Smoking cessation treatments to be covered by N.B. drug plans

Prescription smoking cessation therapies Champix and Zyban will now be covered under the New Brunswick Prescription Drug Program and the New Brunswick Drug Plan.

Adults with prescriptions for Champix and Zyban can now get one course of treatment per year

Prescription smoking cessation therapies Champix and Zyban will now be covered under the New Brunswick Prescription Drug Program and the New Brunswick Drug Plan.

The two drugs were reviewed through the standard evidenced-based drug review process and recommended for listing under the provincial drug plans, Health Minister Ted Flemming announced on Wednesday.

Prescriptions for Champix and Zyban will now be covered in New Brunswick. (Pawel Dwulit/Canadian Press)
One course of treatment per year will be covered for members of both plans who are 18 years of age and older.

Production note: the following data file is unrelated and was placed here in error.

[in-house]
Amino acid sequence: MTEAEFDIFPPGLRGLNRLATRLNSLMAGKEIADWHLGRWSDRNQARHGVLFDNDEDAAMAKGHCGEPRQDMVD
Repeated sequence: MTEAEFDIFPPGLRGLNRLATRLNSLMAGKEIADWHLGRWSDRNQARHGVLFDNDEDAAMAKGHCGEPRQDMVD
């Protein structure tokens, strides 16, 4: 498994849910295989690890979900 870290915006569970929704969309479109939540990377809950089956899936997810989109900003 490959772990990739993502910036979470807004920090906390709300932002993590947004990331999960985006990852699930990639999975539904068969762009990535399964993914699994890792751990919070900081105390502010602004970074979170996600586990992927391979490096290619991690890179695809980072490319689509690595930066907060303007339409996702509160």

“Smoking rates have declined considerably over the past decade and I am hopeful that this initiative will result in even more New Brunswickers being able to quit smoking," Flemming said in a statement.

About 17.3 per cent of New Brunswickers aged 15 and older are smokers, compared to the national average of 16.7 per cent, according to the Health Department.

Barbara MacKinnon, the president and chief executive officer of the New Brunswick Lung Association, has previously spoken in favour of smoking cessation medications being covered in the province.

Such products can improve quitting success rates by three times, she has said.

Insuring the medications is money well spent, because smoking is the greatest case of lung cancer, said MacKinnon.

A report released last summer said smokers cost the health care system an extra 20 per cent over the course of their lifetime.

The Canadian Institute of Actuaries, which conducted the study in conjunction with the New Brunswick Health Council, predicted New Brunswick's annual health care costs are going to jump a billion dollars by the year 2020 without changes, partly due to the high number of smokers in the province.

Other factors include the aging population, and high rates of obesity and drinking, the study found.

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